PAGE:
It also helps protect organizations from attacks that target code or data in use, such as memory scraping or malware injection attacks of the likes launched against Target and the Ukraine power grid.
Introducing the confidential cloud
One of the underlying themes at the OC3 event, particularly in a presentation by Lavender, was how the concept of the confidential cloud is moving from niche to mainstream as more organizations experiment with use cases at the network’s edge.
“The use cases are expanding rapidly, particularly at the edge, because as people start doing AI and machine learning processing at the edge for all kinds of reasons [such as autonomous vehicles, surveillance infrastructure management], this activity has remained outside of the security perimeter of the cloud,” said Lavender.
The traditional cloud security perimeter is based on the idea of encrypting data-at-rest in storage and as it transits across a network, which makes it difficult to conduct tasks like AI inferencing at the network’s edge. This is because there’s no way to prevent information from being exposed during processing.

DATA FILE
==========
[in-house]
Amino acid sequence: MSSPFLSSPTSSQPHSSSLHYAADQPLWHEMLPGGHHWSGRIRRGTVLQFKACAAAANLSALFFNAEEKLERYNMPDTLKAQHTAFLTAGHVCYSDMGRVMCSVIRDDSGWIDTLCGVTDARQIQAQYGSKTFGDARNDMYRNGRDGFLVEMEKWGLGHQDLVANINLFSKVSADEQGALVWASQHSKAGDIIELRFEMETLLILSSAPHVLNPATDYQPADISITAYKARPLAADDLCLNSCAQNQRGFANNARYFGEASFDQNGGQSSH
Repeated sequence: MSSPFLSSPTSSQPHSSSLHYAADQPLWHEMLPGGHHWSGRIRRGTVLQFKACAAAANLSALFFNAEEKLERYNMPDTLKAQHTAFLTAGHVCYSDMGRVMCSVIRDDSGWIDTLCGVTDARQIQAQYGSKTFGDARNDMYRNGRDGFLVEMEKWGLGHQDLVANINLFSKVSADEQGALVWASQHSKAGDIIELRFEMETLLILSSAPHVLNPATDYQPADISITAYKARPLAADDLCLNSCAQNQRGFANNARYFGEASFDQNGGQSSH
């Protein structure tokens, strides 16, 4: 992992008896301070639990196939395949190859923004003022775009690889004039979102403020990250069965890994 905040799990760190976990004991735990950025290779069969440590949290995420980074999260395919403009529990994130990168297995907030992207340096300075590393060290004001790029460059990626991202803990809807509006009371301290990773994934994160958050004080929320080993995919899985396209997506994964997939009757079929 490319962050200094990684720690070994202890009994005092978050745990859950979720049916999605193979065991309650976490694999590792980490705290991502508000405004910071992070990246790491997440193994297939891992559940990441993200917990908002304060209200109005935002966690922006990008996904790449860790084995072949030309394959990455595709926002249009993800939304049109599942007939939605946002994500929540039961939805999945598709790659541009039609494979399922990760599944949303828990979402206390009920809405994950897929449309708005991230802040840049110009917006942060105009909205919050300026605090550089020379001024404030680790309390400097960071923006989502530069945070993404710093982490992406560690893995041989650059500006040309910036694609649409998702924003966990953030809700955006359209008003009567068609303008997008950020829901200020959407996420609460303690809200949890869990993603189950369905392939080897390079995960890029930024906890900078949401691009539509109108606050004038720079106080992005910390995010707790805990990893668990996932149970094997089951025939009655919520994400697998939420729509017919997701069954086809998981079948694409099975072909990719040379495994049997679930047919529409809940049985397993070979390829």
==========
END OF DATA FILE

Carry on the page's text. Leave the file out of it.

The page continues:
“As the data there becomes more sensitive — particularly video data, which could have PII information like your face or your driver’s [license] or your car license [plate] number — there’s a whole new level of privacy that intersects with confidential computing that needs to be maintained with these machine learning algorithms doing inferencing,” said Lavender.
In contrast, adopting a confidential cloud approach enables organizations to run workloads in a TEE, securely processing and inferencing data across the cloud and at the network’s edge, without leaving PII, financial data or biometric information exposed to unauthorized users and compliance risk.
This is a capability that early adopters are aiming to exploit. After all, in modern cloud environments, data isn’t just stored and processed in a ring-fenced on-premise network with a handful of servers, but in remote and edge locations with a range of mobile and IoT devices.
The next-level: Multi-party computation